Apart from its location on the 38th floor of the hotel, Sushi Sora is unique as a sushi restaurant for a number of reasons. First of all, the room here is slick, modern, and dominated by dark materials. Clearly, no penny has been spared in making this room as breathtaking as the view over the sprawling city and the Sky Tree.
Additionally, the drinks service is ensured by a team of extremely knowledgeable sake sommeliers, who are also warm, friendly, and helpful. This makes Sushi Sora a very contemporary, and elegant sushiya, with a style that is very different to the other restaurants in the city.
When it comes to the food, a few points further set it apart from the other restaurants in the city. First of all, the progression of the meal is a little different here to restaurants such as Saito, Mitani, Sushisho Masa, etc. in that a single small appetizer precedes the sushi. Furthermore, the seasoning of the rice is very particular, as it is much less seasoned than at the aforementioned addresses. Practically without sugar, the base for the fish is therefore a lot subtler than at most restaurants.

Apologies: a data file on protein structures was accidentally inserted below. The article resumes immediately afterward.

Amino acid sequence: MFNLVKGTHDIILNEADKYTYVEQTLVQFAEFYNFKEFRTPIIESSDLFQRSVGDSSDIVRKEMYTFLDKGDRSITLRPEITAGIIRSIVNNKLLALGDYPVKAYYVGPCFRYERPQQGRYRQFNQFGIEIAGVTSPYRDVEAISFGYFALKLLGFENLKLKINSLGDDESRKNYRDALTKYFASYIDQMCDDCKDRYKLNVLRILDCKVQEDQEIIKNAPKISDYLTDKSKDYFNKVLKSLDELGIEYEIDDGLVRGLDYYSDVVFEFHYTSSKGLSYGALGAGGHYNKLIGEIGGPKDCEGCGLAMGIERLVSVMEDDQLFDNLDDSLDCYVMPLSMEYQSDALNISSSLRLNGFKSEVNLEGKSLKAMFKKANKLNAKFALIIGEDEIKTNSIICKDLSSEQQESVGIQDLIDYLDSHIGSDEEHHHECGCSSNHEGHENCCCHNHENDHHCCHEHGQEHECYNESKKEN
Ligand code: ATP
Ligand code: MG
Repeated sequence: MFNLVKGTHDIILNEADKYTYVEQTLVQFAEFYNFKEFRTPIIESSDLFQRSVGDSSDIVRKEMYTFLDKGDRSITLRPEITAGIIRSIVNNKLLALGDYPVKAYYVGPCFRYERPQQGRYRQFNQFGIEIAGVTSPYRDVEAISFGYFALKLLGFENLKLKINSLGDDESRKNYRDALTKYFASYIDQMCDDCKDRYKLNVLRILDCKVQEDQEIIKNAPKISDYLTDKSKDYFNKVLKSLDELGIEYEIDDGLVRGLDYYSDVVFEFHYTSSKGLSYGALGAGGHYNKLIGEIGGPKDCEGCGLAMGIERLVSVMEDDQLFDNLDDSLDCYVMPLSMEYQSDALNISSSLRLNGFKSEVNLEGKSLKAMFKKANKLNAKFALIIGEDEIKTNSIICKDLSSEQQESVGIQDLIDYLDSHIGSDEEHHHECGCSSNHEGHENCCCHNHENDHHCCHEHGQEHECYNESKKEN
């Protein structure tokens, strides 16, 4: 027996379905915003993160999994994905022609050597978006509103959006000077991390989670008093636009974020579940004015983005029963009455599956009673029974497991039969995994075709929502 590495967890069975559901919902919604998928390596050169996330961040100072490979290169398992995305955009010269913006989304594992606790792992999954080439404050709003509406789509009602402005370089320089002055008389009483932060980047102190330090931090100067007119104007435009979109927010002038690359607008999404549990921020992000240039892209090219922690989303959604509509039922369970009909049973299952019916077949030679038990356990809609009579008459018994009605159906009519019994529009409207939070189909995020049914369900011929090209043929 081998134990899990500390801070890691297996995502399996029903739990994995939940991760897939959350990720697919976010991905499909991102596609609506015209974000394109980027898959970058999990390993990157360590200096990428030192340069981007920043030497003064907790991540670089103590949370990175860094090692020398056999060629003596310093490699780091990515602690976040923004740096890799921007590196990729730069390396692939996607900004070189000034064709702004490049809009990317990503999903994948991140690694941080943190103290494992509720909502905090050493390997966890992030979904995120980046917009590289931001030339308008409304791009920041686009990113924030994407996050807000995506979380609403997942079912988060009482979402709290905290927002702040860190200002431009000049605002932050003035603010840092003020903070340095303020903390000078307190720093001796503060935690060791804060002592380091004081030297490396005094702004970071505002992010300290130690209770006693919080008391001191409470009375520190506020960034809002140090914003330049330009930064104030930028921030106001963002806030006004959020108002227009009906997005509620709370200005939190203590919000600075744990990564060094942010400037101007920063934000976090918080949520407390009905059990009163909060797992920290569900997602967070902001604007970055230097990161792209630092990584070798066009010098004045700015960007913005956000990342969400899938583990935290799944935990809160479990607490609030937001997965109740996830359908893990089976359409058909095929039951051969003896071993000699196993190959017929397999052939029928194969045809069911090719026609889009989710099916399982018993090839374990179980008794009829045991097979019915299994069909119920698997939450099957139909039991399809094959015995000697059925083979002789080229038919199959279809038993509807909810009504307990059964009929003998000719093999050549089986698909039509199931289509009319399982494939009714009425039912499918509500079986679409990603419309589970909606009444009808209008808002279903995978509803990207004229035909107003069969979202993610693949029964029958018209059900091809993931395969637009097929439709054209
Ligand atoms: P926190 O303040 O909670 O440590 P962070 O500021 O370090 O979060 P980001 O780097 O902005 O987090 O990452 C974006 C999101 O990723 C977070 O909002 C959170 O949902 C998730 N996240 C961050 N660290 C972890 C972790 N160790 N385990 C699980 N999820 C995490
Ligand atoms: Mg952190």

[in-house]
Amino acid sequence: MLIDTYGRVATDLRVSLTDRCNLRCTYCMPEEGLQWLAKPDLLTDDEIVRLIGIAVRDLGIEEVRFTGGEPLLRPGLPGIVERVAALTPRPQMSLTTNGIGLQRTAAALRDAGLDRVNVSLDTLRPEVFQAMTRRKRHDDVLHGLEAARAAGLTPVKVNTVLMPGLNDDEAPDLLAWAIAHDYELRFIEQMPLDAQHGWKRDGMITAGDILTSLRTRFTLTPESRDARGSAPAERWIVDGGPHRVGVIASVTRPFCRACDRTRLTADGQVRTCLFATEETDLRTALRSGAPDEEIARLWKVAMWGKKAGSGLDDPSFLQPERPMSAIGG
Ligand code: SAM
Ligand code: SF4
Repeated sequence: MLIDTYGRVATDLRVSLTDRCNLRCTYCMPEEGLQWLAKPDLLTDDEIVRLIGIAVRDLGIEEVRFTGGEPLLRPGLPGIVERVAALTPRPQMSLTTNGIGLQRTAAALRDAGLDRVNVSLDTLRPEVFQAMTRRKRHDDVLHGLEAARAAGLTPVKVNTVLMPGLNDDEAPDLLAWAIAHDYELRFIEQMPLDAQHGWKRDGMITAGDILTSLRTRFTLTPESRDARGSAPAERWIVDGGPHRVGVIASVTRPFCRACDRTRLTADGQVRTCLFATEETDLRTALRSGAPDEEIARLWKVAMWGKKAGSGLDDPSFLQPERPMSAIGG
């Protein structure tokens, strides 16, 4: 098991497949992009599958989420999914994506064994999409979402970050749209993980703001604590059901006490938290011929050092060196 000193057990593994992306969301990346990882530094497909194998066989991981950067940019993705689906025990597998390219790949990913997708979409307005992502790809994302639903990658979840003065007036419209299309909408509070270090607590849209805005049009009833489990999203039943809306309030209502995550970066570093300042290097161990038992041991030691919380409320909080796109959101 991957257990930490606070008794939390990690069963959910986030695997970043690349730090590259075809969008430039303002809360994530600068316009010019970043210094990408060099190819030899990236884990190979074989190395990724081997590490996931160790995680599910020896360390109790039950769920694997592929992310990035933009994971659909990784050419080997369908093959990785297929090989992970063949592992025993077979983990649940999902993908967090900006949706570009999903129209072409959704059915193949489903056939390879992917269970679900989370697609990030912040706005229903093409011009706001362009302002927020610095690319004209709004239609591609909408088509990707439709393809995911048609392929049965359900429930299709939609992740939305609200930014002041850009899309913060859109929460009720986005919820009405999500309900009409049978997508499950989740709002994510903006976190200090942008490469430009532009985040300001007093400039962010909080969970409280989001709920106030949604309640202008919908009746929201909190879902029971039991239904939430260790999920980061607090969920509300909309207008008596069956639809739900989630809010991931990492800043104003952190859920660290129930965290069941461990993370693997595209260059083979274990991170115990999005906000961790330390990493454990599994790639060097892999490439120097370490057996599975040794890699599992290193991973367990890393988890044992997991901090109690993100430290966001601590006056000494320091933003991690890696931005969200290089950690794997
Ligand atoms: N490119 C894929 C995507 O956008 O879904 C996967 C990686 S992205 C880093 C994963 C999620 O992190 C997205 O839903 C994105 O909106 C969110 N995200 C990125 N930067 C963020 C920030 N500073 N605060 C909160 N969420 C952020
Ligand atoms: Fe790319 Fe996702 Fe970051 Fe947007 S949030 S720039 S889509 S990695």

This style of rice works well for boldly flavoured pieces such as sea urchin. Of incredibly high quality, the Hokkaido sea urchin used at Sushi Sora is of impeccable quality, and worth the price of admission alone. Sizeable sweet spot prawns are served raw, and their stunningly pure, and sweet flavour works equally well with the subtly seasoned rice. They are of such high quality that coming here for the uni and spot prawns alone would be worthwhile.
The idea of serving sugar-free rice dates back a few centuries, and such rice is hard to find these days. This makes some of the less intensely flavoured produce such as white fish a little less immediately appealing in flavour at Sushi Sora. Whilst the seasoning of rice varies considerably from restaurant to restaurant, the one thing that cannot be argued with here is the care that is taken to prepare each piece, and the quality of the seafood used.
Sushi Sora is certainly one of the most ambitious hotel sushi restaurants we have encountered, and seems to have found a niche with its very distinct sushi. Whilst perhaps not (yet?) at the level of the very best in town, it is odd that Mr Bibendum seems to have overseen this establishment ever since its opening.